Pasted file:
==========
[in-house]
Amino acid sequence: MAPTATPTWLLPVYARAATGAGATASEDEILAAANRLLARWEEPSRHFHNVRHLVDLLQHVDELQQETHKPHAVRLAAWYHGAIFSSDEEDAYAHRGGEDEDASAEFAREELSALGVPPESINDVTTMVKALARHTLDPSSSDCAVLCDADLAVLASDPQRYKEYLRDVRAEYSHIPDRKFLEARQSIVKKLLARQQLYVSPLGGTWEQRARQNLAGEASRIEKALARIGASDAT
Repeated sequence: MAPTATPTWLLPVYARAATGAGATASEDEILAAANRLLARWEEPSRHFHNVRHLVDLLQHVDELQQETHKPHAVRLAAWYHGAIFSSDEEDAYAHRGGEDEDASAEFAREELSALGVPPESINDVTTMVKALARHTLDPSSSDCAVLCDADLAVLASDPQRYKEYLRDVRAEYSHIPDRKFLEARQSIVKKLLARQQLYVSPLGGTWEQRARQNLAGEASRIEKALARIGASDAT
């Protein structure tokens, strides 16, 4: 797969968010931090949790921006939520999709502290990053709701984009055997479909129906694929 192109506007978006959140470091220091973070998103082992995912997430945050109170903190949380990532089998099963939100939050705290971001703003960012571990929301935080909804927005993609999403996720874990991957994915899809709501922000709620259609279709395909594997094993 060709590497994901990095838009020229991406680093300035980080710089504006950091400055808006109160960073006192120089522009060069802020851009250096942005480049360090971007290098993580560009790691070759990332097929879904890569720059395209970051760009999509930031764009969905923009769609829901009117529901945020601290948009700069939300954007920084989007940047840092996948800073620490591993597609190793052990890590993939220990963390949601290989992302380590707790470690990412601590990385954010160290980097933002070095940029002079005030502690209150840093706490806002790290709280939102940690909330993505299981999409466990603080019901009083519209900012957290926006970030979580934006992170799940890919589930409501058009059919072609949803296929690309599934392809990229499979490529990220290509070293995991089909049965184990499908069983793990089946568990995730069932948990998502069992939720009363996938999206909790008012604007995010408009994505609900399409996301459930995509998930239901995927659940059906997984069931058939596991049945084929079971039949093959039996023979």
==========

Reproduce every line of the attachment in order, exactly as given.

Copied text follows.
[in-house]
Amino acid sequence: MAPTATPTWLLPVYARAATGAGATASEDEILAAANRLLARWEEPSRHFHNVRHLVDLLQHVDELQQETHKPHAVRLAAWYHGAIFSSDEEDAYAHRGGEDEDASAEFAREELSALGVPPESINDVTTMVKALARHTLDPSSSDCAVLCDADLAVLASDPQRYKEYLRDVRAEYSHIPDRKFLEARQSIVKKLLARQQLYVSPLGGTWEQRARQNLAGEASRIEKALARIGASDAT
Repeated sequence: MAPTATPTWLLPVYARAATGAGATASEDEILAAANRLLARWEEPSRHFHNVRHLVDLLQHVDELQQETHKPHAVRLAAWYHGAIFSSDEEDAYAHRGGEDEDASAEFAREELSALGVPPESINDVTTMVKALARHTLDPSSSDCAVLCDADLAVLASDPQRYKEYLRDVRAEYSHIPDRKFLEARQSIVKKLLARQQLYVSPLGGTWEQRARQNLAGEASRIEKALARIGASDAT
């Protein structure tokens, strides 16, 4: 797969968010931090949790921006939520999709502290990053709701984009055997479909129906694929 192109506007978006959140470091220091973070998103082992995912997430945050109170903190949380990532089998099963939100939050705290971001703003960012571990929301935080909804927005993609999403996720874990991957994915899809709501922000709620259609279709395909594997094993 060709590497994901990095838009020229991406680093300035980080710089504006950091400055808006109160960073006192120089522009060069802020851009250096942005480049360090971007290098993580560009790691070759990332097929879904890569720059395209970051760009999509930031764009969905923009769609829901009117529901945020601290948009700069939300954007920084989007940047840092996948800073620490591993597609190793052990890590993939220990963390949601290989992302380590707790470690990412601590990385954010160290980097933002070095940029002079005030502690209150840093706490806002790290709280939102940690909330993505299981999409466990603080019901009083519209900012957290926006970030979580934006992170799940890919589930409501058009059919072609949803296929690309599934392809990229499979490529990220290509070293995991089909049965184990499908069983793990089946568990995730069932948990998502069992939720009363996938999206909790008012604007995010408009994505609900399409996301459930995509998930239901995927659940059906997984069931058939596991049945084929079971039949093959039996023979």